Five years ago, at breakfast time, the world waited anxiously for news from CERN, the European Organization for Nuclear Research. The first nervy bunch of protons were due to be fired around the European lab’s latest and biggest particle accelerator, the Large Hadron Collider (LHC), as it kicked i...
A Kansas State University chemical engineer has discovered that a new member of the ultrathin materials family has great potential to improve electronic and thermal devices.
A new study conducted by the researchers of University of Exeter has made an exotic discovery about the beautiful shimmering wings of the tropical blue Morpho butterfly which could be used for innovating new technologies, from fabrics to sensors.
The "Hubble Bubble" may just help explain the differing measurements for the expansion rate of the universe. Scientists have created a theoretical model that places the Milky Way inside this type of cosmic bubble, revealing that it can explain some of the deviations between previous measurements and...
Scientists from Michigan State University have created a bomb-detecting laser that can be used as an additional measures at security checkpoints.
Scientific research doesn't often start from outreach projects. Yet, Ryuho Kataoka from the National Institute of Polar Research in Tokyo, Japan, came up with an idea for a new method to measure the height of aurora borealis after working on a 3D movie for a planetarium. Kataoka and collaborators us...
Unusual reaction, never fully understood, is important to fuel combustion, atmospheric chemistry and biochemistry.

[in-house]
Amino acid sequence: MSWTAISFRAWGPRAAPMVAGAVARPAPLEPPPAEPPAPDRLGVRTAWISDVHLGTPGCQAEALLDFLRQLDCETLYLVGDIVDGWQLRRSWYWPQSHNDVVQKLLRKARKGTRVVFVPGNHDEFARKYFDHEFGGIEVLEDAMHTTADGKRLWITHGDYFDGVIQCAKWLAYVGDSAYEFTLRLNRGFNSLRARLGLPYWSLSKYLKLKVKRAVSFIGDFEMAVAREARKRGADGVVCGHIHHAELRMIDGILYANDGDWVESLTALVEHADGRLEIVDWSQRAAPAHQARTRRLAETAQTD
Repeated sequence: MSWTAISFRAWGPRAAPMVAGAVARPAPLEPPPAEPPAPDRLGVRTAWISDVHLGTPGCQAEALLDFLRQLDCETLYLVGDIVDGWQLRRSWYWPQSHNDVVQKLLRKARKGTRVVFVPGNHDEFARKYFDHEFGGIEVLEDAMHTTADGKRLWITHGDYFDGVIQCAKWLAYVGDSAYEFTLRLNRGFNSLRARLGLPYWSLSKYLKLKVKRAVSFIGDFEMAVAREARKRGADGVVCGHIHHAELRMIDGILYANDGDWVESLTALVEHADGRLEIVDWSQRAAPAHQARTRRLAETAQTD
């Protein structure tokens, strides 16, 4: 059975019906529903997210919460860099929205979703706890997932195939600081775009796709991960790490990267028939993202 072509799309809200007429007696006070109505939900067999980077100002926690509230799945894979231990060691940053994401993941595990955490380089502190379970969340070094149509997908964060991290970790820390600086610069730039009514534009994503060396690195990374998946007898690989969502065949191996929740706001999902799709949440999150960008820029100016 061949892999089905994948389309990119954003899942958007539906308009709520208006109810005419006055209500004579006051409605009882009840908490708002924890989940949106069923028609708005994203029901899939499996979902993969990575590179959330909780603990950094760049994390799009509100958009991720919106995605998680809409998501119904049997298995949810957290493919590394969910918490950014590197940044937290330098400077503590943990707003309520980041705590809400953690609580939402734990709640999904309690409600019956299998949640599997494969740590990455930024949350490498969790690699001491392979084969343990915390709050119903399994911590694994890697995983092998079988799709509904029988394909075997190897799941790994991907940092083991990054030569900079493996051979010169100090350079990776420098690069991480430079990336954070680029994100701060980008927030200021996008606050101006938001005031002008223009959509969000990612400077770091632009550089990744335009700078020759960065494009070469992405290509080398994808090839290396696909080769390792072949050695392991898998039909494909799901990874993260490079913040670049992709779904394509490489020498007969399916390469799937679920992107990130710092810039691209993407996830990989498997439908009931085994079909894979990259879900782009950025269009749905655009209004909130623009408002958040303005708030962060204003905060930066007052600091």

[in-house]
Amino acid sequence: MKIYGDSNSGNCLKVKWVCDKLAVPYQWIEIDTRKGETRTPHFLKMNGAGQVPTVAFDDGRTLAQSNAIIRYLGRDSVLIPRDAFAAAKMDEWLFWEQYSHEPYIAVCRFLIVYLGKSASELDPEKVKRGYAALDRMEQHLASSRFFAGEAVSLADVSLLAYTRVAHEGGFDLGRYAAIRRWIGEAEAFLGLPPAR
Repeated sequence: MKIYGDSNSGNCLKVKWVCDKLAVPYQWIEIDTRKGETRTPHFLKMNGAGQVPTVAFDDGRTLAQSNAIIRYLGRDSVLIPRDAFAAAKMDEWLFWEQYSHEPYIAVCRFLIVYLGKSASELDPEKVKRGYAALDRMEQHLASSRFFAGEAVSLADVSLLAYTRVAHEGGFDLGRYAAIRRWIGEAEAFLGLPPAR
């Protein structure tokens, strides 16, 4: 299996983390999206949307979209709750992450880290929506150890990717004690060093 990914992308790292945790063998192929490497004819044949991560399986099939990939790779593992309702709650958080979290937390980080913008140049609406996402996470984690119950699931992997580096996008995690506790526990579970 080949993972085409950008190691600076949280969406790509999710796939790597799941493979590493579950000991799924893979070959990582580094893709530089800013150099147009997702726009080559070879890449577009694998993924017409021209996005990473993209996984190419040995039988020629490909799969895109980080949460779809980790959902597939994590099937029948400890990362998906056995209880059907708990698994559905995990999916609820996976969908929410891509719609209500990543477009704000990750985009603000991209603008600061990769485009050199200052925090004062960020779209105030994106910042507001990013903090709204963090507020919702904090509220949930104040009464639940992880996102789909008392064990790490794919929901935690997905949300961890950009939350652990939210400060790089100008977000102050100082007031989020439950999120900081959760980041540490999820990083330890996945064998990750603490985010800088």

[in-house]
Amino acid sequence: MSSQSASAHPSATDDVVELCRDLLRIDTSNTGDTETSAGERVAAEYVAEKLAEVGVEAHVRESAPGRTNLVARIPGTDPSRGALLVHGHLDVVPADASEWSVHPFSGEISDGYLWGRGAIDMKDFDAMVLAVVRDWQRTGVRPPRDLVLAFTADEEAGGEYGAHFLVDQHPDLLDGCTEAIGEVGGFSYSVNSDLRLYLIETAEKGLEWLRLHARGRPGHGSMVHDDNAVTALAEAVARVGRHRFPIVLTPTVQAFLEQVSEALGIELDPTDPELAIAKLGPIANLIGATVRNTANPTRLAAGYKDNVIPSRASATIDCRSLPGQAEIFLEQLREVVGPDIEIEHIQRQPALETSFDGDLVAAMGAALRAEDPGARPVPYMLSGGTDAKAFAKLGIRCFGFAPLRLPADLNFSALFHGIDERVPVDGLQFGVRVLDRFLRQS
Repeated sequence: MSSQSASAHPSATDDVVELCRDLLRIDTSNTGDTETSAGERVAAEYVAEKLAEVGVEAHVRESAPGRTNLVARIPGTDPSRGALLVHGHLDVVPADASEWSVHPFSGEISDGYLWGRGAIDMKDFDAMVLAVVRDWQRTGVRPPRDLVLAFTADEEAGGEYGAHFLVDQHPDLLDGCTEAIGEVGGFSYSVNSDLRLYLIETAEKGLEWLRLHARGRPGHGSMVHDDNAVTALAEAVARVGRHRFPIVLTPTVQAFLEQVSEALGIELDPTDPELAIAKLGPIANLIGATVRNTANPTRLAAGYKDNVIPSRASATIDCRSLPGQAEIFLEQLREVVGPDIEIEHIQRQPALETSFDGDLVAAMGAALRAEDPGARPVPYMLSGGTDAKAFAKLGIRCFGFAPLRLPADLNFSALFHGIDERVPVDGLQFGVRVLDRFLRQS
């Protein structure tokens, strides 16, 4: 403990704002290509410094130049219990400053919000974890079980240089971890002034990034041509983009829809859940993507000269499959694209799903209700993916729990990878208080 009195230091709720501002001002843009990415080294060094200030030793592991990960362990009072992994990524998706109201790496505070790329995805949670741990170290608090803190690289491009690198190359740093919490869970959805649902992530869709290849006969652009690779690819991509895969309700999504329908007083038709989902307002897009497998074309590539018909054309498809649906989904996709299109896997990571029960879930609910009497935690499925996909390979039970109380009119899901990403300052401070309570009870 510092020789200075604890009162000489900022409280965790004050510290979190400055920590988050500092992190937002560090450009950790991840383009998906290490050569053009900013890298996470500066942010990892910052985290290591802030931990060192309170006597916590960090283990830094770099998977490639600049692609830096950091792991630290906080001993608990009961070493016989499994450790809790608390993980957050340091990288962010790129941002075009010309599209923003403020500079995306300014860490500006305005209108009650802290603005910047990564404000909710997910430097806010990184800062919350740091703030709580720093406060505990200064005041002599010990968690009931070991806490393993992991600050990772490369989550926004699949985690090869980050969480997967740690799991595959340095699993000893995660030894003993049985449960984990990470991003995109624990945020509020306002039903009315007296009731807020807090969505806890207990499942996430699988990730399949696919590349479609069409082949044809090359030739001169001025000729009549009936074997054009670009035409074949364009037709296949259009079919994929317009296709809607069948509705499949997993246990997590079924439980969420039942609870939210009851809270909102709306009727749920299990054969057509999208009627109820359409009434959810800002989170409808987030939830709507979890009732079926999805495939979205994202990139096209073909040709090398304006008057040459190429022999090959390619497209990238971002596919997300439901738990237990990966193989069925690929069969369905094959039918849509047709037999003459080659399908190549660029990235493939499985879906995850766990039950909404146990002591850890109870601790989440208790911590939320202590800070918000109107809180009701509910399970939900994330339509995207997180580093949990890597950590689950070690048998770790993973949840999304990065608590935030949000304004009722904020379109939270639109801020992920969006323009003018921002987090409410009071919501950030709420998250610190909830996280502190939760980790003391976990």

Thanks to a new device that is the size of a human hair, it is now possible to detect molecules in a liquid solution and observe their interactions.
A groundbreaking ceremony at CERN marked the beginning of the construction of CERN MEDICIS, a research facility that will make radioisotopes for medical applications.
No one knows for sure, but it is not unlikely that the universe is constructed in a completely different way than the usual theories and models of today predict.
Our universe was first created during the Big Bang, spawning stars and galaxies that helped populate the universe. Now, physicists have reproduced this event, creating a pattern resembling the cosmic wave background radiation in a laboratory simulation.
An alternative hypothesis when it comes to the law of gravity may have more to it than meets the eye. Scientists have discovered that the modified law of gravity correctly predicted the velocity dispersion in 10 dwarf satellite galaxies of the Milky Way's giant neighbor Andromeda.